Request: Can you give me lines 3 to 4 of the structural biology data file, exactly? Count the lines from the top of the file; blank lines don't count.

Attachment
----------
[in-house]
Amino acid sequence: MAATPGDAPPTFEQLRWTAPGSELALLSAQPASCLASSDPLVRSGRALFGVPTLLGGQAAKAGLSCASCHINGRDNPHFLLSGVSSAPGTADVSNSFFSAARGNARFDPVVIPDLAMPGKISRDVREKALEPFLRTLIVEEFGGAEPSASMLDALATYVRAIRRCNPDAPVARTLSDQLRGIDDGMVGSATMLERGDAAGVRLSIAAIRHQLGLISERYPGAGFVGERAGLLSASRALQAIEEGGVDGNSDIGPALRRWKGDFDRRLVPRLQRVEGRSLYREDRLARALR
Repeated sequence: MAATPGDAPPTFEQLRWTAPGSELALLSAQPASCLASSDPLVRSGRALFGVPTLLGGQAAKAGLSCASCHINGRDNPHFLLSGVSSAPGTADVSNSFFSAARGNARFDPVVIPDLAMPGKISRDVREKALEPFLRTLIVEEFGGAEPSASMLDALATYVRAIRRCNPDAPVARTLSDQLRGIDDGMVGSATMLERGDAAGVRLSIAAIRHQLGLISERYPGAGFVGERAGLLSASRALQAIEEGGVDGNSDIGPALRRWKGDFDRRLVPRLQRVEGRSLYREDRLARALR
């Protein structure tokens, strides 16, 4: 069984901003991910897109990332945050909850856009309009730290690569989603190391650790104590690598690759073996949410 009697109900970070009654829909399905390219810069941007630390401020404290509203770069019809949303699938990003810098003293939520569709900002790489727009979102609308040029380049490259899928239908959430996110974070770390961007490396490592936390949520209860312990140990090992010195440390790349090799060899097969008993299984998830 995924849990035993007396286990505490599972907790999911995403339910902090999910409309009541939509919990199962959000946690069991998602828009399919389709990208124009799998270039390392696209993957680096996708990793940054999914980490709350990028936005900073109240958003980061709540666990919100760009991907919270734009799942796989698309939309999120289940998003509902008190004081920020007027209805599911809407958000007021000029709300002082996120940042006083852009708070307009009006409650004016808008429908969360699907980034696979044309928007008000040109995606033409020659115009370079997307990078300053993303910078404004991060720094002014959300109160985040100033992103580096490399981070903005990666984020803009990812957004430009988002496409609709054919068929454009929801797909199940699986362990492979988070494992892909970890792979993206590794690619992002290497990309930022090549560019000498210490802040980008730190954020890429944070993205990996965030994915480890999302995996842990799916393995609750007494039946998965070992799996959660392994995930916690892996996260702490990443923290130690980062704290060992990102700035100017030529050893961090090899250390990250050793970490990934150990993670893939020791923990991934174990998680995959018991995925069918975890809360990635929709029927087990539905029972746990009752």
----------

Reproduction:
Repeated sequence: MAATPGDAPPTFEQLRWTAPGSELALLSAQPASCLASSDPLVRSGRALFGVPTLLGGQAAKAGLSCASCHINGRDNPHFLLSGVSSAPGTADVSNSFFSAARGNARFDPVVIPDLAMPGKISRDVREKALEPFLRTLIVEEFGGAEPSASMLDALATYVRAIRRCNPDAPVARTLSDQLRGIDDGMVGSATMLERGDAAGVRLSIAAIRHQLGLISERYPGAGFVGERAGLLSASRALQAIEEGGVDGNSDIGPALRRWKGDFDRRLVPRLQRVEGRSLYREDRLARALR
């Protein structure tokens, strides 16, 4: 069984901003991910897109990332945050909850856009309009730290690569989603190391650790104590690598690759073996949410 009697109900970070009654829909399905390219810069941007630390401020404290509203770069019809949303699938990003810098003293939520569709900002790489727009979102609308040029380049490259899928239908959430996110974070770390961007490396490592936390949520209860312990140990090992010195440390790349090799060899097969008993299984998830 995924849990035993007396286990505490599972907790999911995403339910902090999910409309009541939509919990199962959000946690069991998602828009399919389709990208124009799998270039390392696209993957680096996708990793940054999914980490709350990028936005900073109240958003980061709540666990919100760009991907919270734009799942796989698309939309999120289940998003509902008190004081920020007027209805599911809407958000007021000029709300002082996120940042006083852009708070307009009006409650004016808008429908969360699907980034696979044309928007008000040109995606033409020659115009370079997307990078300053993303910078404004991060720094002014959300109160985040100033992103580096490399981070903005990666984020803009990812957004430009988002496409609709054919068929454009929801797909199940699986362990492979988070494992892909970890792979993206590794690619992002290497990309930022090549560019000498210490802040980008730190954020890429944070993205990996965030994915480890999302995996842990799916393995609750007494039946998965070992799996959660392994995930916690892996996260702490990443923290130690980062704290060992990102700035100017030529050893961090090899250390990250050793970490990934150990993670893939020791923990991934174990998680995959018991995925069918975890809360990635929709029927087990539905029972746990009752």